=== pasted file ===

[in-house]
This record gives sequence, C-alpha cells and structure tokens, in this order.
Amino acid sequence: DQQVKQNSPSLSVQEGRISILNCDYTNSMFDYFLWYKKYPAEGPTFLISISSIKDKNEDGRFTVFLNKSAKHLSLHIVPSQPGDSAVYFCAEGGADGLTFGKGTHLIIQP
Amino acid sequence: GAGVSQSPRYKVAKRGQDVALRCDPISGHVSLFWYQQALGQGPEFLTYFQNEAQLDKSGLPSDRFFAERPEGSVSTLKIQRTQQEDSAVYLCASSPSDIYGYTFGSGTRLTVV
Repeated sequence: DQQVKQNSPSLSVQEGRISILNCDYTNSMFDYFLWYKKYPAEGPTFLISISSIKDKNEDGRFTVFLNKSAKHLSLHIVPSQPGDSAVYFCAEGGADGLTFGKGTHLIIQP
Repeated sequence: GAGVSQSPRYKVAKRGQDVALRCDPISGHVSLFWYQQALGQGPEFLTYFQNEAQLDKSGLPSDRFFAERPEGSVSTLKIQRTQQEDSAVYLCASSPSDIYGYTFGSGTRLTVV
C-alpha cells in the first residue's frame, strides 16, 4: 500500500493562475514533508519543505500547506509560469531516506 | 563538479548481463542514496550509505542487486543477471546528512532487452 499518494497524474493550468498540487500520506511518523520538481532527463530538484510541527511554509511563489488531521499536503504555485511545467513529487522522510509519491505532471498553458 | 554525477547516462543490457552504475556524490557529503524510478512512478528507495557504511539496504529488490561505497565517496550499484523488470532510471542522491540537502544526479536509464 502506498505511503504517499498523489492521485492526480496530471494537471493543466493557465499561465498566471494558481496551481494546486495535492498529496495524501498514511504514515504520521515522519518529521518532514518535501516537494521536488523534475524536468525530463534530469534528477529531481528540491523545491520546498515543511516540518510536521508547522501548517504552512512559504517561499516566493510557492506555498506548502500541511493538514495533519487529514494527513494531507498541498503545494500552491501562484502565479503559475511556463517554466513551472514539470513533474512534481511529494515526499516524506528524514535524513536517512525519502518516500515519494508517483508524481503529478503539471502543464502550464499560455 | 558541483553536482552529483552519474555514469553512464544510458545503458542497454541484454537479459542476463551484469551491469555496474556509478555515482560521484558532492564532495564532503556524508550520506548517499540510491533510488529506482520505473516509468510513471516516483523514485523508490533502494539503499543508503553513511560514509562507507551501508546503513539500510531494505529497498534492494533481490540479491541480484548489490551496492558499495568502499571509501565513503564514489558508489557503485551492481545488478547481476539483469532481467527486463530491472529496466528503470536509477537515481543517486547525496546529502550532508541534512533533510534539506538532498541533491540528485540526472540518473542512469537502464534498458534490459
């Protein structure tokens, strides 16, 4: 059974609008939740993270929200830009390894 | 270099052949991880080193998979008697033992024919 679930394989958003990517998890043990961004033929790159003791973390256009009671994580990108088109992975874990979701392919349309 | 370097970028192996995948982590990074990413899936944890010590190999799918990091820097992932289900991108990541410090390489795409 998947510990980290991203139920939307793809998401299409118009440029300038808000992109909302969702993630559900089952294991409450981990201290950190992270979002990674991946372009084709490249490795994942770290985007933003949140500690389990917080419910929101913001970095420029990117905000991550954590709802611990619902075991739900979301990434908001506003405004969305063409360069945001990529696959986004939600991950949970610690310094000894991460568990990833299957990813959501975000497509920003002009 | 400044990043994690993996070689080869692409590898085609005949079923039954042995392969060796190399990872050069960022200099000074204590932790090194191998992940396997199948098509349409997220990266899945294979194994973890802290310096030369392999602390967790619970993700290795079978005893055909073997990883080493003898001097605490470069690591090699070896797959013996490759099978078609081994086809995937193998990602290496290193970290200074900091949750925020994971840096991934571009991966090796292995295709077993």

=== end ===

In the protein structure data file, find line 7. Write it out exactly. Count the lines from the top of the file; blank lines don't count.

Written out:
C-alpha cells in the first residue's frame, strides 16, 4: 500500500493562475514533508519543505500547506509560469531516506 | 563538479548481463542514496550509505542487486543477471546528512532487452 499518494497524474493550468498540487500520506511518523520538481532527463530538484510541527511554509511563489488531521499536503504555485511545467513529487522522510509519491505532471498553458 | 554525477547516462543490457552504475556524490557529503524510478512512478528507495557504511539496504529488490561505497565517496550499484523488470532510471542522491540537502544526479536509464 502506498505511503504517499498523489492521485492526480496530471494537471493543466493557465499561465498566471494558481496551481494546486495535492498529496495524501498514511504514515504520521515522519518529521518532514518535501516537494521536488523534475524536468525530463534530469534528477529531481528540491523545491520546498515543511516540518510536521508547522501548517504552512512559504517561499516566493510557492506555498506548502500541511493538514495533519487529514494527513494531507498541498503545494500552491501562484502565479503559475511556463517554466513551472514539470513533474512534481511529494515526499516524506528524514535524513536517512525519502518516500515519494508517483508524481503529478503539471502543464502550464499560455 | 558541483553536482552529483552519474555514469553512464544510458545503458542497454541484454537479459542476463551484469551491469555496474556509478555515482560521484558532492564532495564532503556524508550520506548517499540510491533510488529506482520505473516509468510513471516516483523514485523508490533502494539503499543508503553513511560514509562507507551501508546503513539500510531494505529497498534492494533481490540479491541480484548489490551496492558499495568502499571509501565513503564514489558508489557503485551492481545488478547481476539483469532481467527486463530491472529496466528503470536509477537515481543517486547525496546529502550532508541534512533533510534539506538532498541533491540528485540526472540518473542512469537502464534498458534490459